"I love everything about Mario West. I've always loved what he's done for our ballclub* from day one. He pushes practice. I'm not scared to throw him in the game and he has to defend the best player on the opposing team. So it's good to have him back in a Hawk uniform."*In the story this is actually (I assume) a typo and reads "ballcub" which would be a great nickname for West were he not already nicknamed Greasy.
Bret LaGree, 6/8/09 on Hoopinion:
The most specialized* specialist in the NBA, putative energy guy, and offensive rebounder of such abandonment that he might be classified as a health risk Mario West accomplished at least two things in his (baffling in its very existence) second NBA season:I don't retract the good luck I wished West on the occasion of him getting cut in October. Nor do I retract this accompanying sentiment:
West failed to match even the low offensive standard of his rookie season by shooting far less often, making a lower percentage of his shots, turning the ball over far more often, and making less than half of his free throws.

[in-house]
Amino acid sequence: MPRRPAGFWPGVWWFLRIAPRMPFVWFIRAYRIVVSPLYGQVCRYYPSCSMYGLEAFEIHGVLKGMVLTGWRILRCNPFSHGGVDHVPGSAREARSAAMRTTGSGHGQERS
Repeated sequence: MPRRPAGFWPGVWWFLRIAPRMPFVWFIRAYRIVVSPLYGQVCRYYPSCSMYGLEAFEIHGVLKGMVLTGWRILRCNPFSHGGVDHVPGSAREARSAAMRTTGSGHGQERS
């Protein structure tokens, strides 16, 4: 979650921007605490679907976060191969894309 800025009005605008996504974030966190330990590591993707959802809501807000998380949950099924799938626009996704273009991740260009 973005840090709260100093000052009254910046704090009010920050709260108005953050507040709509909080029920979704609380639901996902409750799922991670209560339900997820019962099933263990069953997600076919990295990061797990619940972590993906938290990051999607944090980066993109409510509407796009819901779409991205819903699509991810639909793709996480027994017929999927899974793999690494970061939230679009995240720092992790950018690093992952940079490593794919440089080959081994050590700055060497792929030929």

- He scored more points than he committed fouls.
- He proved that he cannot contribute at all on the offensive end.
*Useful for harassing the opposition's best perimeter player while he dribbles down the clock on an end of quarter possession.
I've said it before and I'll say it again: Every day that Mario West spends on the Hawks' roster is an indictment of the organization's competence. Certainly seems like a nice guy, though.
...any NBA team that uses a roster spot on him isn't serious about the end of its bench.As pointless as it is to use a roster spot on West, to play him in games that count (at least for stretches longer than a Mario) actively damages the team's chances of winning. Until Monday's win in Boston Marvin Williams has often been surplus to defensive requirements late in games. Jeff Teague rarely gets the call to try to keep a quick guard in front of him more often than Bibby, Crawford, or Joe Johnson can manage. But Mike Woodson's not scared to throw Mario West, who can't actually stay in front of someone (without fouling) who is trying to play basketball, out there and have him defend the opposing team's best player.
This contradiction doesn't undermine the improvements Woodson has made as a coach over the last two seasons but it doesn't encourage one to speak up on his behalf for an offer of an extension.